• Instead of the $460.86 payment first published in Addendum B in November, the corrected payment rate is $6,485.37.
  • This more than $6,000 miscalculation is one of the largest; the majority of recalculated payment rates increased around $200, says Jepsky.

Make these changes immediately to your chargemaster, Jepsky says, or money can be lost daily. Many of the changes will have to be handcoded, while others will be made automatically in software programs.

For more details, check out the April issue of Briefings on APCs, or the Federal Register for February 10, 2003.

  • Check out the March issue of Briefings on APCs for information on new modifiers, how to overcome OPPS hurdles, and new clinical trial codes.

Your "APCs Weekly Monitor," is a free weekly e-zine from HCPro, publisher of "Briefings on APCs," the monthly newsletter devoted entirely to managing under APCs, and the newsletter, "APC Answer Letter," with answers to readers' questions about coding for APCs.

The "Monitor" is a complimentary companion publication, with a specific mission: to provide answers to your tough questions about the APC regulations.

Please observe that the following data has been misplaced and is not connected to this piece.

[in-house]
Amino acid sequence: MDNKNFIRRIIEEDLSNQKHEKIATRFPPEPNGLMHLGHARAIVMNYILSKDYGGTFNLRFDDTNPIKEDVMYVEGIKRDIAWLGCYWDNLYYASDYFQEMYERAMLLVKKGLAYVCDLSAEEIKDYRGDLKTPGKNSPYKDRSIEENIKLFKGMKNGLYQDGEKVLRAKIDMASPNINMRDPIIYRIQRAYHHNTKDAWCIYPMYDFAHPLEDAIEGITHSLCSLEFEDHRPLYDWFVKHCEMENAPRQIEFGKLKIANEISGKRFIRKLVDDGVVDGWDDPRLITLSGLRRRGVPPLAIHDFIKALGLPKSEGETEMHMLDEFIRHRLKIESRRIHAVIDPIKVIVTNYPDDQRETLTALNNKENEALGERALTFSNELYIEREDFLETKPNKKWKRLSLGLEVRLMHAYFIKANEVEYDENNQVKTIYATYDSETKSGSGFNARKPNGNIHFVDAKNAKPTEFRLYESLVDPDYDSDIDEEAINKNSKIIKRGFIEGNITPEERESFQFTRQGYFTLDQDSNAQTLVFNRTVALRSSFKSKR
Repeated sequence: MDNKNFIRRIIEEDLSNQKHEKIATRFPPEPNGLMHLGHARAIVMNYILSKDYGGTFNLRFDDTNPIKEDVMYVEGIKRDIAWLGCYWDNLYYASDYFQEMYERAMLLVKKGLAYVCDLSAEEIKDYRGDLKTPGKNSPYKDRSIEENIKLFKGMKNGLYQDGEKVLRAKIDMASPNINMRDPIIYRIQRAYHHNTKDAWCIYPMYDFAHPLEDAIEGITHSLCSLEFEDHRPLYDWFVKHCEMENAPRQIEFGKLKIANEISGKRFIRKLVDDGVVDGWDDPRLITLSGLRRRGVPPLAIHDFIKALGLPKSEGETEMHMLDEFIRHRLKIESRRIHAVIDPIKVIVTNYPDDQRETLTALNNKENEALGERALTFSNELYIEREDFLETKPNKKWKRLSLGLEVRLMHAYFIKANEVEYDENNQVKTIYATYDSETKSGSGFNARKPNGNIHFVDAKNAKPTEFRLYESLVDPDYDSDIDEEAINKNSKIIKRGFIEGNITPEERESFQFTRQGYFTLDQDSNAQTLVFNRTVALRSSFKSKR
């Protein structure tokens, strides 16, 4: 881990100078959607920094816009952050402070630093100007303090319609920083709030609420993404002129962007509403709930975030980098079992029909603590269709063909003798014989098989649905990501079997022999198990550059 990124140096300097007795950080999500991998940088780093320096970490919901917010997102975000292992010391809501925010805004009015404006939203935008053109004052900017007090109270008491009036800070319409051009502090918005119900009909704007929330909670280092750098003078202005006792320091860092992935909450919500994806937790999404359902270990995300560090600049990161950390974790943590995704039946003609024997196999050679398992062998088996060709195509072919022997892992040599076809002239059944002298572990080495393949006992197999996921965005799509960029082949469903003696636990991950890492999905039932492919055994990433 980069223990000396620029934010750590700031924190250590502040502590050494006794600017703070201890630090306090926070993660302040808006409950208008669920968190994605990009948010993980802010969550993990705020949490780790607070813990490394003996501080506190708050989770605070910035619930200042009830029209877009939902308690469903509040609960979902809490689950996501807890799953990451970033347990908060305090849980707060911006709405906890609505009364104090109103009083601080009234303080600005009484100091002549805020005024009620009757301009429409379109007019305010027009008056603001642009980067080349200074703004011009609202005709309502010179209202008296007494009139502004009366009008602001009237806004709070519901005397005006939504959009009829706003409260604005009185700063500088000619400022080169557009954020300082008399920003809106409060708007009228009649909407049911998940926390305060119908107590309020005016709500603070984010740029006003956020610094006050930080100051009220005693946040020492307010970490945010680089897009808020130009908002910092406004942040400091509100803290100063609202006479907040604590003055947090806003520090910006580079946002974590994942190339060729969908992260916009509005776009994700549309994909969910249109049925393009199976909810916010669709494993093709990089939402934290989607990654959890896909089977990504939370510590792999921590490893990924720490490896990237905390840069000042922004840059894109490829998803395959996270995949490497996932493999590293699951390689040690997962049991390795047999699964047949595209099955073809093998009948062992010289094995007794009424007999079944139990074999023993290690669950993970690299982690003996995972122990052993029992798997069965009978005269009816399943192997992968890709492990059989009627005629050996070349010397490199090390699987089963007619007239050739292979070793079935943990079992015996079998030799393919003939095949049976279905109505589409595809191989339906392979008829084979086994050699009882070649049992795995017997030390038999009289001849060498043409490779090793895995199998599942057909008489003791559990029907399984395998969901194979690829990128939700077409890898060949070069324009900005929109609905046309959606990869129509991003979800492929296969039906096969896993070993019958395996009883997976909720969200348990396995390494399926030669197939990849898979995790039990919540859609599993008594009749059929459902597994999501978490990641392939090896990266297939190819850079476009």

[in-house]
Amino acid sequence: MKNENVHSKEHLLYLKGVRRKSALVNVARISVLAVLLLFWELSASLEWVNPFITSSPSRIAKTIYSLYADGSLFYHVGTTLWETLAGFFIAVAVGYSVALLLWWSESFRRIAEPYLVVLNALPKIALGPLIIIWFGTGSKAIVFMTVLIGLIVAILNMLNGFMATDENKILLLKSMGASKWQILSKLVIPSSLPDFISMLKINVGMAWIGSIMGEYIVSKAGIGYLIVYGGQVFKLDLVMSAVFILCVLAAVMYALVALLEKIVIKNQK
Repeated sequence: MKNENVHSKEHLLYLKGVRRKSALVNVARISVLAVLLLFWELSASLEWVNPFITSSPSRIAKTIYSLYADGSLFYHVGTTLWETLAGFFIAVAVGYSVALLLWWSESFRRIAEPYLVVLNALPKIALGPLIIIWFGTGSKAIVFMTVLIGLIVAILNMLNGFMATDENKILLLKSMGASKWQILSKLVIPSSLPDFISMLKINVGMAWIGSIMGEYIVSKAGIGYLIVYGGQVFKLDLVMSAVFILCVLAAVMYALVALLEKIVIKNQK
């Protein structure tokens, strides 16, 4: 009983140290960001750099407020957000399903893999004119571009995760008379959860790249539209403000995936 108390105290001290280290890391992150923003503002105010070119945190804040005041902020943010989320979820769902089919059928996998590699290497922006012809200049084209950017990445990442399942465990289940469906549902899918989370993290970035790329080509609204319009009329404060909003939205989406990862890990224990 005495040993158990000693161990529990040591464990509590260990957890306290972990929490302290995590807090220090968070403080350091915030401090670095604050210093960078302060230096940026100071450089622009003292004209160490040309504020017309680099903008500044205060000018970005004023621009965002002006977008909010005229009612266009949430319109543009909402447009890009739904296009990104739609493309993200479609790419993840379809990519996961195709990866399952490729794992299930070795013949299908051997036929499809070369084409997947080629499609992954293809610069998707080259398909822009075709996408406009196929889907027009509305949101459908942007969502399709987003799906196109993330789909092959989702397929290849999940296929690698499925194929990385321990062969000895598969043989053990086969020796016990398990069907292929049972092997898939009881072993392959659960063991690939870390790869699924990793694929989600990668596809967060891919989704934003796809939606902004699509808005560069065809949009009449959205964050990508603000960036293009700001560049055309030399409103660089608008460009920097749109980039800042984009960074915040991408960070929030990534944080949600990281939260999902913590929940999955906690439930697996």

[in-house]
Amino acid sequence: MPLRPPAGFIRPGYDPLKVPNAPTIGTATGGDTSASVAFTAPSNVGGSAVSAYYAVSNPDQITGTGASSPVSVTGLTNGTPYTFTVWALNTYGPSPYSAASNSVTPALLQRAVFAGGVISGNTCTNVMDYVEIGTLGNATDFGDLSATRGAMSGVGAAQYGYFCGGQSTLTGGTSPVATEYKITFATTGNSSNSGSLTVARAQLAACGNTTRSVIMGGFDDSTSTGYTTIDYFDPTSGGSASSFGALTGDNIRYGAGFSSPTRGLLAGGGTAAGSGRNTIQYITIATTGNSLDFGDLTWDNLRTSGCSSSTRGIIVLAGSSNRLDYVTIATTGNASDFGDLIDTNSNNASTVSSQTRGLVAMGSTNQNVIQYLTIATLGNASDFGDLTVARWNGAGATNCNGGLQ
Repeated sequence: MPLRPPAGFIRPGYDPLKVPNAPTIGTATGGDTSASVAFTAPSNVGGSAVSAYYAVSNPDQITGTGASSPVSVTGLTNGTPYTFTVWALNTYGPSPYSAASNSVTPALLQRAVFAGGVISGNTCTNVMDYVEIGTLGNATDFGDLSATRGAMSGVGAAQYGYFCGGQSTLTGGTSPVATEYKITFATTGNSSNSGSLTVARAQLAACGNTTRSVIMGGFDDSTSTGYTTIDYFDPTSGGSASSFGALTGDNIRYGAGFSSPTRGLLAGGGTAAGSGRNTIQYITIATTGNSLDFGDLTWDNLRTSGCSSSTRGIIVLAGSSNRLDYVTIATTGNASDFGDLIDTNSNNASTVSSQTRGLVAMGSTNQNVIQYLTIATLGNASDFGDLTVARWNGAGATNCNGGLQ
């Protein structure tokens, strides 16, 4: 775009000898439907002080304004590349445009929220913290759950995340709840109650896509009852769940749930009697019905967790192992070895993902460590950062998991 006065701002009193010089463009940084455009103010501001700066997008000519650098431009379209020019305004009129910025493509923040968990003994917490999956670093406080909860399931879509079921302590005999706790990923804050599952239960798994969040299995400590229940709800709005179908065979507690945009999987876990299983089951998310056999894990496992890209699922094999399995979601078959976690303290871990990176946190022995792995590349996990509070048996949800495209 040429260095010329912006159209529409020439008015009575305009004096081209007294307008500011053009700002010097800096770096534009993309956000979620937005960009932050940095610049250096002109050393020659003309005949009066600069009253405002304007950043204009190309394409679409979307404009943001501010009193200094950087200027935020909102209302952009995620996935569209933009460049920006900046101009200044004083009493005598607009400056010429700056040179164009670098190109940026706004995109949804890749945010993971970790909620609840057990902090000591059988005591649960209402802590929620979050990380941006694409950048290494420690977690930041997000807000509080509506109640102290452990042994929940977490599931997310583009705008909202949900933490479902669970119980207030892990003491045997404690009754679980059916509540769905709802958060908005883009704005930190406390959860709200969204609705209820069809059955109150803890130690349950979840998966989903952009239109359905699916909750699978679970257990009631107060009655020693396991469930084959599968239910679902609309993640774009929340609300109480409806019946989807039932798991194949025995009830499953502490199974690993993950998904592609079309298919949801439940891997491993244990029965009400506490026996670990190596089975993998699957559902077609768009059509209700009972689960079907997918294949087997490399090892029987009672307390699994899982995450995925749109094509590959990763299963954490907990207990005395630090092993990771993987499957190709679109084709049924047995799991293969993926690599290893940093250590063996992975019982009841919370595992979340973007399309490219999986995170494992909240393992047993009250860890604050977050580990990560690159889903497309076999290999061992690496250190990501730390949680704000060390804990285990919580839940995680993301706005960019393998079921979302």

If you have a question about APC coding that you would like addressed in the "Monitor," post it on our Web site at himinfo.com. Each week, our team of experts answers questions that will appeal to the majority of readers. The elected questions and their corresponding answers are delivered to your inbox every Friday.


TODAY'S TOPICS:
Ophthalmology clinics set own coding guidelines

ASK THE EXPERT

The deletion of the C codes took effect January 1, and our facility had to delete them from the chargemaster. Yet our local BlueCross has just moved and started accepting the C codes for reimbursement. How are other facilities handling this situation in their chargemasters?

We had to enter in our chargemaster a subclass that will pull these codes for all BlueCross claims. This creates more of an opportunity for mistakes and denied claims. How are other facilities handling this situation? Will the upcoming Health Insurance Portability and Accountability Act of 1996 (HIPAA) electronic data interchange (EDI) standards solve our problem?